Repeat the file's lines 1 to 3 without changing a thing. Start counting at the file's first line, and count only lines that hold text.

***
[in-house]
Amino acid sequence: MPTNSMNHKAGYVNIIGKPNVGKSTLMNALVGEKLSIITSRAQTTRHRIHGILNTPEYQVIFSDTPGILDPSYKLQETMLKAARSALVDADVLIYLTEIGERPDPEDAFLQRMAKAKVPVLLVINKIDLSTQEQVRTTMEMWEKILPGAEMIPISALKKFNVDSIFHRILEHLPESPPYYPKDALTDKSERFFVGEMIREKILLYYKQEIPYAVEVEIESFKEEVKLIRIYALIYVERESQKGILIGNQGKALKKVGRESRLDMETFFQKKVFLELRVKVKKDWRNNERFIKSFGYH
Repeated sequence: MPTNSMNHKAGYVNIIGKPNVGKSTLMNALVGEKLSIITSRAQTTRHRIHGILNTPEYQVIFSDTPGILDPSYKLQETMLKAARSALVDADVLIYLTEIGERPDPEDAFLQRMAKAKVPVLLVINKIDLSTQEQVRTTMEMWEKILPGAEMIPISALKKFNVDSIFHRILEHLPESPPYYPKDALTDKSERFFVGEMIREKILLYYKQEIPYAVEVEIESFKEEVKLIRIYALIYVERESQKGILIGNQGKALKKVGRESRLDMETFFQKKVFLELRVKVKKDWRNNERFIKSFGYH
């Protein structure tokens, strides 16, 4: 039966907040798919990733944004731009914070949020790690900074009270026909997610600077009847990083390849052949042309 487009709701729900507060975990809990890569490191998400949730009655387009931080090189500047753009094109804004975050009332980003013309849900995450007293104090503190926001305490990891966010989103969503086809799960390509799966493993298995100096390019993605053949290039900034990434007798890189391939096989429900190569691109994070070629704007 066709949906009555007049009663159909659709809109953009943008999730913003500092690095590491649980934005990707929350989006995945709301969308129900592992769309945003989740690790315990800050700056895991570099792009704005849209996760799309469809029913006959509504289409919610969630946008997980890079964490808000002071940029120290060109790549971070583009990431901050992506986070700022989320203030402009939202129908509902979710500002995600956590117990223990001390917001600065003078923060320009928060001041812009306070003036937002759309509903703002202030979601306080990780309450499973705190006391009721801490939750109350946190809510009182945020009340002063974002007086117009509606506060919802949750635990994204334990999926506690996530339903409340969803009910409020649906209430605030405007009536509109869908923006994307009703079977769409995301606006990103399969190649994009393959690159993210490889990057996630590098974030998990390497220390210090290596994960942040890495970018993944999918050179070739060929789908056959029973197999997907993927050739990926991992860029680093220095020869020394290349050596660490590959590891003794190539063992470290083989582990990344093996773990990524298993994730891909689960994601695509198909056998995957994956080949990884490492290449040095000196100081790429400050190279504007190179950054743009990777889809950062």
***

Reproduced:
[in-house]
Amino acid sequence: MPTNSMNHKAGYVNIIGKPNVGKSTLMNALVGEKLSIITSRAQTTRHRIHGILNTPEYQVIFSDTPGILDPSYKLQETMLKAARSALVDADVLIYLTEIGERPDPEDAFLQRMAKAKVPVLLVINKIDLSTQEQVRTTMEMWEKILPGAEMIPISALKKFNVDSIFHRILEHLPESPPYYPKDALTDKSERFFVGEMIREKILLYYKQEIPYAVEVEIESFKEEVKLIRIYALIYVERESQKGILIGNQGKALKKVGRESRLDMETFFQKKVFLELRVKVKKDWRNNERFIKSFGYH
Repeated sequence: MPTNSMNHKAGYVNIIGKPNVGKSTLMNALVGEKLSIITSRAQTTRHRIHGILNTPEYQVIFSDTPGILDPSYKLQETMLKAARSALVDADVLIYLTEIGERPDPEDAFLQRMAKAKVPVLLVINKIDLSTQEQVRTTMEMWEKILPGAEMIPISALKKFNVDSIFHRILEHLPESPPYYPKDALTDKSERFFVGEMIREKILLYYKQEIPYAVEVEIESFKEEVKLIRIYALIYVERESQKGILIGNQGKALKKVGRESRLDMETFFQKKVFLELRVKVKKDWRNNERFIKSFGYH